And another key difference: with Chernobyl, even under utmost secrecy, the government moved fast, sacrificing many people, but only to prevent a far greater damage in the long run. In other words, the polar opposite of TEPCO (at least so far). And as this report from Yomiuri confirms, it was TEPCO's "tardiness" that has been the primary reason for much of the escalation.

From Yomiuri:


Prime Minister Naoto Kan's blood must have run cold around 10 p.m.
on March 11, the day of the Great East Japan Earthquake, when he
received the first report on the terrible situation at the Fukushima No.
1 nuclear power plant.

The report from the Nuclear and Industry Safety Agency of the
Economy, Trade and Industry Ministry predicted reactor cores at the
nuclear power plant--where power and all functions to cool the reactors
were lost in the quake and tsunami--would be exposed to air, and that
extreme heat generated by fuel rods would damage their encasing tubes
later that night.

Fuel rods would melt down, and the following morning the pressure
inside the reactors' containment vessels would reach the maximum allowed
for by the facilities' designers, the report predicted.

Kan and everyone at the Prime Minister's Office understood the seriousness of the situation described by the report.

There were only two options that might prevent a meltdown of the
reactors--either restore the plant's power supply and cooling functions
immediately, or pour water directly into the reactors. If neither course
of action could be taken, the pressure inside the reactors would become
so great that they would be destroyed.

The report concluded that valves in the containment vessels would
have to be opened, to release radioactive steam and reduce the pressure

However, opening the valves was considered a last resort. Although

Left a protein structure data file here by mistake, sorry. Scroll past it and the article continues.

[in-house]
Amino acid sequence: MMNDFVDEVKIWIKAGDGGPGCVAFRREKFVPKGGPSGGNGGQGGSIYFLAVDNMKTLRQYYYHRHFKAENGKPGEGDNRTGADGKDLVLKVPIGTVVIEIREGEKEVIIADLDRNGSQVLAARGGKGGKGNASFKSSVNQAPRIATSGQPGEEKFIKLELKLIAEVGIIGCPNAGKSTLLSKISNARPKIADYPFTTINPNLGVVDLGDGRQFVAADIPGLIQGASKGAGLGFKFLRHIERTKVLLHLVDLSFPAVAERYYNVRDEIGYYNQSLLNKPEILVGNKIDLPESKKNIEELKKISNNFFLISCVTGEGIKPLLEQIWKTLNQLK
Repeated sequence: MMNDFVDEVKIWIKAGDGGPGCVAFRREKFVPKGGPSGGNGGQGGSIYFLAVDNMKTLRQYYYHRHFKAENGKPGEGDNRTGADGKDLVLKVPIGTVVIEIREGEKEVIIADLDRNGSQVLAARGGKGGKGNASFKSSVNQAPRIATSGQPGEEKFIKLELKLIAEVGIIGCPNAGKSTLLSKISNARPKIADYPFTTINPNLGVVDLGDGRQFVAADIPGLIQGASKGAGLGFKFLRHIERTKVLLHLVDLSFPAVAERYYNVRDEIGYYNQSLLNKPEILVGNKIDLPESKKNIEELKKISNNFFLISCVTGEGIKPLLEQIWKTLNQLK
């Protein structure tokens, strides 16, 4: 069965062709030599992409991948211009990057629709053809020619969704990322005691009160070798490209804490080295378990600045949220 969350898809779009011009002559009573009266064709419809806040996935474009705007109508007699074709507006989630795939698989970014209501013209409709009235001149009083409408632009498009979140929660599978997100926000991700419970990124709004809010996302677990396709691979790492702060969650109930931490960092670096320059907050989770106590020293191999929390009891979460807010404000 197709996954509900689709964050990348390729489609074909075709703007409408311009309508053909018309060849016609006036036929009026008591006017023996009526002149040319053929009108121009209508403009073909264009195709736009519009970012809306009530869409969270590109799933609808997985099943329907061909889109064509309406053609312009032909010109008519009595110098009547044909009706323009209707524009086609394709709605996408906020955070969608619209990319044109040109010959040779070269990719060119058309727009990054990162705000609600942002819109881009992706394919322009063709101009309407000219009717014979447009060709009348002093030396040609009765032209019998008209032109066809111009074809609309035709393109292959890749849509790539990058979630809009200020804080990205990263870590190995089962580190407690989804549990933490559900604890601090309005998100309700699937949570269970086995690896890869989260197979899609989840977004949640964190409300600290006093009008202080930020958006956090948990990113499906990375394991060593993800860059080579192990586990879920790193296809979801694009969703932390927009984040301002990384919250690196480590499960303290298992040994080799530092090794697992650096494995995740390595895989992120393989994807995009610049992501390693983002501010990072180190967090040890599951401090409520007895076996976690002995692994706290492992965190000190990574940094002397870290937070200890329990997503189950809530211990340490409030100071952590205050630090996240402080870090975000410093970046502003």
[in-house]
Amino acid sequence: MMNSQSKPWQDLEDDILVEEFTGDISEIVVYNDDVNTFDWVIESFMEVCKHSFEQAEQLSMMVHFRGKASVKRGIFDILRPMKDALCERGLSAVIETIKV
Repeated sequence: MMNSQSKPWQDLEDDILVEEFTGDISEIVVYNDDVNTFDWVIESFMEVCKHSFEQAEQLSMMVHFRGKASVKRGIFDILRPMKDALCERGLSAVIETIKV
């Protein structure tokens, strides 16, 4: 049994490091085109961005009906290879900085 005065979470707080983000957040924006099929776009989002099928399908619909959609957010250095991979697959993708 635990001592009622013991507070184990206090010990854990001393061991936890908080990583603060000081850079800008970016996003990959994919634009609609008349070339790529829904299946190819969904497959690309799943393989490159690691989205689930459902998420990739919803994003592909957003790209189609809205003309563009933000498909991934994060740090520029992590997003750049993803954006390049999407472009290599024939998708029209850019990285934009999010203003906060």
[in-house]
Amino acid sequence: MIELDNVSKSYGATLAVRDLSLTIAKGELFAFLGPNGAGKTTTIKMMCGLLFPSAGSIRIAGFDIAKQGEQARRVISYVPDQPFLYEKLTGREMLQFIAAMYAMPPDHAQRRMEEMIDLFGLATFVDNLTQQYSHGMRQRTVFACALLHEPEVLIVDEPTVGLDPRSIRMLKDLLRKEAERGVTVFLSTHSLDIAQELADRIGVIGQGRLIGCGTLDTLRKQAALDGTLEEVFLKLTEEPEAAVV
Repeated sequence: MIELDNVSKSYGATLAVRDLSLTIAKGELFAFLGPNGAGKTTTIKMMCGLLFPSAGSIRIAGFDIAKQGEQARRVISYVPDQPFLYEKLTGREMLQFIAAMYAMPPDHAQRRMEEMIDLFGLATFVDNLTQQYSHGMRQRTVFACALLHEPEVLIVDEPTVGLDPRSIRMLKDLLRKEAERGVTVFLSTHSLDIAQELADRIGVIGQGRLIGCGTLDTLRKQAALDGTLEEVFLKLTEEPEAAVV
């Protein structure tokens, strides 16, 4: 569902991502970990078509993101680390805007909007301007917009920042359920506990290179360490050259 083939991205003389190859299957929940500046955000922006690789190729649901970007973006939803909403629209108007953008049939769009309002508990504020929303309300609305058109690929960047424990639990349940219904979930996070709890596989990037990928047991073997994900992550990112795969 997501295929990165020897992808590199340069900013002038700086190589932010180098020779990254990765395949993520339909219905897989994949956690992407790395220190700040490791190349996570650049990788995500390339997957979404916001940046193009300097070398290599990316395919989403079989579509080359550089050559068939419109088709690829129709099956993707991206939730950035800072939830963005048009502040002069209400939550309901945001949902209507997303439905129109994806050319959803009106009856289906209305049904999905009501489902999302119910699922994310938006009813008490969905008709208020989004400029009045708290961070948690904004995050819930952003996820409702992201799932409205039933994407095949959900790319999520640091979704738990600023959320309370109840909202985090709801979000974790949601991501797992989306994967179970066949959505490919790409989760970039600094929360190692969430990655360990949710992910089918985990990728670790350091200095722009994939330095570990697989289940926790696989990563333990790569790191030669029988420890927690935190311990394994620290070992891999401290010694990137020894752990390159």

it could prevent the reactors from breaking apart, it would release
steam with high levels of radioactive materials into the atmosphere.

Such a step had never been taken at a nuclear power plant in Japan.


Countdown to power loss

The Prime Minister's Office, the nuclear safety agency and even
Tokyo Electric Power Co., the operator of the Fukushima plant, were
filled with relief immediately after the earthquake. They had been told
backup diesel generators would provide sufficient support to stabilize
the Nos. 1 to 3 reactors, which were in operation when the quake hit.

However, subsequent tsunami destroyed 12 of the 13 emergency generators.

"Round up all the power-supply cars and send them to the plant right
now!" shouted a TEPCO supervisor at the utility's head office in Tokyo.

Nuclear reactors have emergency cooling systems that channel water
into the reactor, using a turbine that can be powered by residual heat.
However, the systems rely on emergency batteries to power the water
intake valves.

The emergency batteries at the Fukushima plant were expected to run out of power around midnight.


Options exhausted

TEPCO dispatched power-supply vehicles from various power stations
around the country to the crippled nuclear plant. However, the vehicles
had to travel very slowly because of damage to roads in northeastern
Japan. The first power-supply car did not reach the plant until 9 p.m.
on March 11.

Once at the site, the lack of preparation became apparent. Cables
needed to connect the vehicles' high-voltage electricity to plant
facilities were not long enough. TEPCO immediately ordered additional
cables, but precious time had been wasted. Power would not be restored
at the plant by midnight.

The pressure inside the containment vessels rose above the maximum
allowed for by the facilities' design, and radiation levels at the plant
increased sharply. No option was left but to open the valves.


Anger rose as TEPCO dithered

TEPCO began preparations for opening the valves around 7 p.m. on
March 11. Pressure inside the No. 1 reactor was particularly high.

"Soon, the reactor won't be able to withstand the pressure," said an
official of the accident headquarters at the plant, which was keeping
in touch with TEPCO's head office via video phone. "We have to vent the
pressure immediately."

"Pressure inside the containment vessel of the No. 1 reactor has
gone up dramatically," the agency told Banri Kaieda, economy, trade and
industry minister, at 12:45 a.m. on March 12. In fact, it had reached
1.5 times the designed maximum, meaning the condition of the reactor was

"To get things under control, we have to pour water into the
reactors and then vent the steam that is generated," Haruki Madarame,
chairman of the Cabinet Office's Nuclear Safety Commission, told Kaieda.

At 1:30 a.m. on March 12, Kan, Kaieda and Madarame gathered at the
crisis management center in the basement of the Prime Minister's Office.